This paper presented a business process model for the weather forecasting enterprise that encompasses both its technical and business operations aspects. The model, adapted from the USAF, is similar to flowchart process models used by Dutton (2002) to describe the transition of the weather forecasting enterprise and those of Morss et al. (2008) and Brooks and O'Hair (2006) that focused on the users of weather information and the outcomes of their usage. The primary purpose of the model in the course is as a central organizing construct, helping students bring together various concepts from their previous coursework and to prepare them for the simulated operations of the Embry-Riddle Applied Meteorology Program's capstone course.
In particular, the importance of the PUR portion of the model cannot be overlooked. It is vitally important for the weather information provider, especially if he or she is in a business–client relationship with a user, to understand user requirements, expectations, and subject-matter grasp of weather and climate. The PUR is also a useful tool for defining roles and relationships within a specific type of operation. For example, as this paper goes to press, a considerable amount of analysis and testing is being done to define policies for production and usage of aviation weather information in the four-dimensional data cube being defined by the Next Generation Air Transportation System program (see, e.g., the summary of the 2011 Friends and Partners of Aviation Weather Summer Meeting, particularly the last session, entitled “Building the SAS, policy and governance challenges”: available at www.ral.ucar.edu/general/Summer_Meeting_2011/).
Assessment of the concept model gave generally good results, as evidenced by above-average final-project grades using the WIPC/PUR model as the analysis template. However, the idea of allowing term paper revisions by changing the deadline to an earlier date appears to have mixed results in that some students may not have fully grasped the WIPC/PUR concept until the end of the semester. One of the ideas being considered is to move some of the PUR material into WX 457, where it may be a better fit with that course's objectives, allowing the students to concentrate more on the technical aspects of the analysis and forecasting process in WX 427.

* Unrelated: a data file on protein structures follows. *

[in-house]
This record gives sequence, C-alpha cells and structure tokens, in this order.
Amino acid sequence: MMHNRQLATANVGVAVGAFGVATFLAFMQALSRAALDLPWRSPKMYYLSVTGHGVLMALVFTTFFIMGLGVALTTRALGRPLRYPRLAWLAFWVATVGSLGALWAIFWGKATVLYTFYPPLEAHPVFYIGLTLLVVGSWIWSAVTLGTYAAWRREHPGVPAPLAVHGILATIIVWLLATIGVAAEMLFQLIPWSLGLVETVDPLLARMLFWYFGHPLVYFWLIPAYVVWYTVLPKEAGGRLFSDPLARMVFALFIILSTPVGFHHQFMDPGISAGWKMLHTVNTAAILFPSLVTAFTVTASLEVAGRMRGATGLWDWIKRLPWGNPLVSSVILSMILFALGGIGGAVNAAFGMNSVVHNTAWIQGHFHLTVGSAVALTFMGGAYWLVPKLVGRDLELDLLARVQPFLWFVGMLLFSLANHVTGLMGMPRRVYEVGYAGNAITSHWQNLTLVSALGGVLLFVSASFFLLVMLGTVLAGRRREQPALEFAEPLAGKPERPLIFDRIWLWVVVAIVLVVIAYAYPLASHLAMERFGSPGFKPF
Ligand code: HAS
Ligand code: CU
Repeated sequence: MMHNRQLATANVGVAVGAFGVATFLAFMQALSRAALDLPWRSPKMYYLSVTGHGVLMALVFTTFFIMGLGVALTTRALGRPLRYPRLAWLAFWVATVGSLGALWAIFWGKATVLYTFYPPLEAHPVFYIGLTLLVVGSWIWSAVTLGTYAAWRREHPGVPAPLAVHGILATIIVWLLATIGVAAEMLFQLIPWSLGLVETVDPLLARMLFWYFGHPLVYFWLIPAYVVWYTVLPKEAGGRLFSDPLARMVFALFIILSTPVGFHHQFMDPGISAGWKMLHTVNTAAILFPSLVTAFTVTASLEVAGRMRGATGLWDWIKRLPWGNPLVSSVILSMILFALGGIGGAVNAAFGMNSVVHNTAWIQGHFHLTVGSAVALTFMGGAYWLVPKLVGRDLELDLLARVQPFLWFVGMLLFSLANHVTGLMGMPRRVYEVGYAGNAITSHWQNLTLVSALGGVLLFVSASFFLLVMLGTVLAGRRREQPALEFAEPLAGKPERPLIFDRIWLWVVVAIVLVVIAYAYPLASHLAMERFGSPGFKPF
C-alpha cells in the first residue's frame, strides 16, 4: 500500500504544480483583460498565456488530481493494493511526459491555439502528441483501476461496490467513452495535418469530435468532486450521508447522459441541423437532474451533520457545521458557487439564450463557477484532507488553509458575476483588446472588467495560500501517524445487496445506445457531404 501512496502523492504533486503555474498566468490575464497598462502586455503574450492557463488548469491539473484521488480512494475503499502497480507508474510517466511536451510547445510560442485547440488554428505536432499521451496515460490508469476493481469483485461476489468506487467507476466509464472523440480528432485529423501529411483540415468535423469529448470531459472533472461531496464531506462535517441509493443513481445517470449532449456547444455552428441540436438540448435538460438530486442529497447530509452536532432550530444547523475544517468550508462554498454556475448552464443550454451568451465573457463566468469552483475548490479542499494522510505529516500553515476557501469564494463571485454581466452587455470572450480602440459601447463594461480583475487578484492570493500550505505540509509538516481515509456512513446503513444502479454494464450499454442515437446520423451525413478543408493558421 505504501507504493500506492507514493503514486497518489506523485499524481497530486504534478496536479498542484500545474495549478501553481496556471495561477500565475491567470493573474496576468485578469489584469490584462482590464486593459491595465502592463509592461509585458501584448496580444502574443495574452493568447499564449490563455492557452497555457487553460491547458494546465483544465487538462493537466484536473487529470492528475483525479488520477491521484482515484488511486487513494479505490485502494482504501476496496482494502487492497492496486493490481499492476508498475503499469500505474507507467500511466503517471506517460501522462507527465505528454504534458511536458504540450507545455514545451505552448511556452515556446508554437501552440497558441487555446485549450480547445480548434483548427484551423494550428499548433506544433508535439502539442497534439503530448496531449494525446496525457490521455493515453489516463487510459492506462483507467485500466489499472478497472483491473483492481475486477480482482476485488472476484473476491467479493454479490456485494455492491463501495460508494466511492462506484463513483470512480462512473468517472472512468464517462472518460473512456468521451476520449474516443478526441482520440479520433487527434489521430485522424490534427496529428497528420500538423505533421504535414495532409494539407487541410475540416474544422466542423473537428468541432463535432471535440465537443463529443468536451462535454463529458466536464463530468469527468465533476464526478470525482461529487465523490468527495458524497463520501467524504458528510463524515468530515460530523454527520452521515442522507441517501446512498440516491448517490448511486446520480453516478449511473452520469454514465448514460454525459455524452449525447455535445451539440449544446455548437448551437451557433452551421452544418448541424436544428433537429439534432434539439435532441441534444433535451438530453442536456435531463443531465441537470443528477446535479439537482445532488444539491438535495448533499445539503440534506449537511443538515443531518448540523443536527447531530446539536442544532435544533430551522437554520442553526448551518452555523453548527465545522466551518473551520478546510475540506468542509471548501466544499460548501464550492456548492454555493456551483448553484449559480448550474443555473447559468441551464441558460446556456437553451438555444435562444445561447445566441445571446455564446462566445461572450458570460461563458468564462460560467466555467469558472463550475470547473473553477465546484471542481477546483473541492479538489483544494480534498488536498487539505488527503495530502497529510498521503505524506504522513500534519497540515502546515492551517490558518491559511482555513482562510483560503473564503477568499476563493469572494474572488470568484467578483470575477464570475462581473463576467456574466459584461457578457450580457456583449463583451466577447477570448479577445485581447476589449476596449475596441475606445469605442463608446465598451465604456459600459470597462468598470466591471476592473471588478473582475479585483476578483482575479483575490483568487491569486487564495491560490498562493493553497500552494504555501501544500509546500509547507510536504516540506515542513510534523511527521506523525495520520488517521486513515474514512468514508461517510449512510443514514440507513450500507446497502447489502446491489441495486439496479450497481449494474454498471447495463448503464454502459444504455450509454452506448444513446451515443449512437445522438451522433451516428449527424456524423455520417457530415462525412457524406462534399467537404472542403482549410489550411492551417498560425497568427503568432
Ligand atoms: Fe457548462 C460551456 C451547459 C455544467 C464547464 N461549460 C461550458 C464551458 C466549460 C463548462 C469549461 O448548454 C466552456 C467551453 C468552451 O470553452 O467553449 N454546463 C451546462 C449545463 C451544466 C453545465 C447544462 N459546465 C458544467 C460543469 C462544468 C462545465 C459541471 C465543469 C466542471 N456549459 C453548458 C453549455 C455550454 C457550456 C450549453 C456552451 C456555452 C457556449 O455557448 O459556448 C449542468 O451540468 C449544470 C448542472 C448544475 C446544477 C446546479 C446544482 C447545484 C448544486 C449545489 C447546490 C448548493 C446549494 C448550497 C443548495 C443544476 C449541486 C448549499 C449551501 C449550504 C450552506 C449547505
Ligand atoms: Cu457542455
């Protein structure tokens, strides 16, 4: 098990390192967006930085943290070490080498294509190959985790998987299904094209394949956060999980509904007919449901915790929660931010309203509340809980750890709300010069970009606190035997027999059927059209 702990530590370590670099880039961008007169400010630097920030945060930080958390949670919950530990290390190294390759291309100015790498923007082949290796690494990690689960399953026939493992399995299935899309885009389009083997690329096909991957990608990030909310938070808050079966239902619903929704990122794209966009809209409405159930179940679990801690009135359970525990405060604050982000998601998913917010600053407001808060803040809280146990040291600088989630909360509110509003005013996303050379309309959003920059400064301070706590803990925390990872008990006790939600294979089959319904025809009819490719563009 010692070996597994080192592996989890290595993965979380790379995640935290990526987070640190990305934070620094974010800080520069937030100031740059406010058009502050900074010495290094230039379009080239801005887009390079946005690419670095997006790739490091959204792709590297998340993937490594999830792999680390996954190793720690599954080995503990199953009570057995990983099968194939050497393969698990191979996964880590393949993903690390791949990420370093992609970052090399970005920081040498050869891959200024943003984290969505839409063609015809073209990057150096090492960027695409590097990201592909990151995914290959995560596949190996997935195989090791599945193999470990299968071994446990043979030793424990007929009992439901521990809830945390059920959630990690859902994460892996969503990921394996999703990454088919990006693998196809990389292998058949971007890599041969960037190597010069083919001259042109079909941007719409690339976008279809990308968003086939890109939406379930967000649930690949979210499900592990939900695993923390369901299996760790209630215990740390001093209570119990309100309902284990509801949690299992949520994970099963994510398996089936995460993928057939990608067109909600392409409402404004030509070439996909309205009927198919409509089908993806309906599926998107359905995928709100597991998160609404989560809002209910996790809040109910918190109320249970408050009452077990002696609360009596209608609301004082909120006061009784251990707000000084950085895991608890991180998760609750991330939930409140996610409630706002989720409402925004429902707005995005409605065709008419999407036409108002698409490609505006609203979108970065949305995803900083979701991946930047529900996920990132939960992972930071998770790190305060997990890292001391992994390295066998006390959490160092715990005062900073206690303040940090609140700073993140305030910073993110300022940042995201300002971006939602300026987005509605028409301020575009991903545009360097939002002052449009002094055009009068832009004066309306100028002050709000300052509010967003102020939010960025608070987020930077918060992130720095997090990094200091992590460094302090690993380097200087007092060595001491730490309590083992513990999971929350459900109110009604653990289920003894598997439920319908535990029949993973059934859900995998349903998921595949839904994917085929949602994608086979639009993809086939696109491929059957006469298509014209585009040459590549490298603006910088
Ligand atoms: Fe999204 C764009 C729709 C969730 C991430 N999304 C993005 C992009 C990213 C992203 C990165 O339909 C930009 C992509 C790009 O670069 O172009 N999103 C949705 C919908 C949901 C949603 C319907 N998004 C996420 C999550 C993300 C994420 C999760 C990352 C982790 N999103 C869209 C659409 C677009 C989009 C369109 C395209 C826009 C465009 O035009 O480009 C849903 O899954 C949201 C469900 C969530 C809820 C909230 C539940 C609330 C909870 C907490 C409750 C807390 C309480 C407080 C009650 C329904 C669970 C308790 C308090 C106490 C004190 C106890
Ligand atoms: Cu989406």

Although the WIPC/PUR model is a useful teaching tool in this course, its adaptation by educators in other meteorology/atmospheric science programs should be tempered by examining the context within which they intend to use it. This model was helpful in WX 427 because the course is a “waypoint” between the beginning synoptic meteorology course and the weather operations seminar in Embry- Riddle's program. Programs with more than one forecasting course (e.g., practicums, current weather discussions) should evaluate the use of this model only after considering the differences between the way it has been used here and how it may be employed elsewhere.